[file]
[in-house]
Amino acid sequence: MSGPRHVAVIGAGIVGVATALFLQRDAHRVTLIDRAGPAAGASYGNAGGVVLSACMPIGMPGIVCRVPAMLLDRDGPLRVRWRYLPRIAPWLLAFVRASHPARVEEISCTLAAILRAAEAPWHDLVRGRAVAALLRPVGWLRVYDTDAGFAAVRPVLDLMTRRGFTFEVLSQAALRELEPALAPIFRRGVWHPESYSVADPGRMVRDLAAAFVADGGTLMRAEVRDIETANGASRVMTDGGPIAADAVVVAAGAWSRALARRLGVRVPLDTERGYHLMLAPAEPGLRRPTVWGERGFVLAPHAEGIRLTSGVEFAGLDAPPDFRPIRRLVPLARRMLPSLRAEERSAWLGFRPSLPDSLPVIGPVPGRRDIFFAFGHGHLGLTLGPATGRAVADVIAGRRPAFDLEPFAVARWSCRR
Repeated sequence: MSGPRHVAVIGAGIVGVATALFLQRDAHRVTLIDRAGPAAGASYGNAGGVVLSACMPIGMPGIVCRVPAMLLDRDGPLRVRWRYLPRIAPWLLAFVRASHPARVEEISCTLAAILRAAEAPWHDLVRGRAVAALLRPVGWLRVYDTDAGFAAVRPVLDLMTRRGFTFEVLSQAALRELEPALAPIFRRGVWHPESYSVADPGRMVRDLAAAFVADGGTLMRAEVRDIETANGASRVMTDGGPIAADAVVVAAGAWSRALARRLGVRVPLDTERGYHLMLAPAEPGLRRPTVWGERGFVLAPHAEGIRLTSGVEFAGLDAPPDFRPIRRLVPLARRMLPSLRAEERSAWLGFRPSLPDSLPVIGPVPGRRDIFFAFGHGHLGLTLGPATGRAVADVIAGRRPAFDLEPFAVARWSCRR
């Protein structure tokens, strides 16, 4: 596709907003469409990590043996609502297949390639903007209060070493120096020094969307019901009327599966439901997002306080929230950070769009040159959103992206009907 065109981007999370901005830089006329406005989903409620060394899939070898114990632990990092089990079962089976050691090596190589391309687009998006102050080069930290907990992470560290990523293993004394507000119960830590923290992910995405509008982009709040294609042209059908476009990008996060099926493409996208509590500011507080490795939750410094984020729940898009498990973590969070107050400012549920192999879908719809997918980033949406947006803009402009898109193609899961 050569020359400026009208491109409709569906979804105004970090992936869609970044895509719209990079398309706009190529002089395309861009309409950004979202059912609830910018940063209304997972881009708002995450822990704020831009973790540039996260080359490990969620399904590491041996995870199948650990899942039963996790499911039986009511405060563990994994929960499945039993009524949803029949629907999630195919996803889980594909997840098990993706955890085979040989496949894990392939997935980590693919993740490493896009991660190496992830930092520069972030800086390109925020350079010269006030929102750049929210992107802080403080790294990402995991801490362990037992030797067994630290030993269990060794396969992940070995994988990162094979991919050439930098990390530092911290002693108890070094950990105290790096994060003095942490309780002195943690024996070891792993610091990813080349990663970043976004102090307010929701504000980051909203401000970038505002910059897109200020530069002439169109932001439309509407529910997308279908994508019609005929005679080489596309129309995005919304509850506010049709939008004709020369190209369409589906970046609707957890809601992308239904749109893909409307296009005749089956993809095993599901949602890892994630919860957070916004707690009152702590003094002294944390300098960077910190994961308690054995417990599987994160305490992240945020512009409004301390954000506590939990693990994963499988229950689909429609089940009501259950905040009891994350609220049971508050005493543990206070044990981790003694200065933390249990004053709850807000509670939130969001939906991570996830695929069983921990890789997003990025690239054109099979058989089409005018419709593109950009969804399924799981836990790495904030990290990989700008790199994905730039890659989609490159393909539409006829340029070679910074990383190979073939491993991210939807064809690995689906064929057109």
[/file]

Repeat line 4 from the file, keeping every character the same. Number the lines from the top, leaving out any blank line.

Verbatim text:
């Protein structure tokens, strides 16, 4: 596709907003469409990590043996609502297949390639903007209060070493120096020094969307019901009327599966439901997002306080929230950070769009040159959103992206009907 065109981007999370901005830089006329406005989903409620060394899939070898114990632990990092089990079962089976050691090596190589391309687009998006102050080069930290907990992470560290990523293993004394507000119960830590923290992910995405509008982009709040294609042209059908476009990008996060099926493409996208509590500011507080490795939750410094984020729940898009498990973590969070107050400012549920192999879908719809997918980033949406947006803009402009898109193609899961 050569020359400026009208491109409709569906979804105004970090992936869609970044895509719209990079398309706009190529002089395309861009309409950004979202059912609830910018940063209304997972881009708002995450822990704020831009973790540039996260080359490990969620399904590491041996995870199948650990899942039963996790499911039986009511405060563990994994929960499945039993009524949803029949629907999630195919996803889980594909997840098990993706955890085979040989496949894990392939997935980590693919993740490493896009991660190496992830930092520069972030800086390109925020350079010269006030929102750049929210992107802080403080790294990402995991801490362990037992030797067994630290030993269990060794396969992940070995994988990162094979991919050439930098990390530092911290002693108890070094950990105290790096994060003095942490309780002195943690024996070891792993610091990813080349990663970043976004102090307010929701504000980051909203401000970038505002910059897109200020530069002439169109932001439309509407529910997308279908994508019609005929005679080489596309129309995005919304509850506010049709939008004709020369190209369409589906970046609707957890809601992308239904749109893909409307296009005749089956993809095993599901949602890892994630919860957070916004707690009152702590003094002294944390300098960077910190994961308690054995417990599987994160305490992240945020512009409004301390954000506590939990693990994963499988229950689909429609089940009501259950905040009891994350609220049971508050005493543990206070044990981790003694200065933390249990004053709850807000509670939130969001939906991570996830695929069983921990890789997003990025690239054109099979058989089409005018419709593109950009969804399924799981836990790495904030990290990989700008790199994905730039890659989609490159393909539409006829340029070679910074990383190979073939491993991210939807064809690995689906064929057109």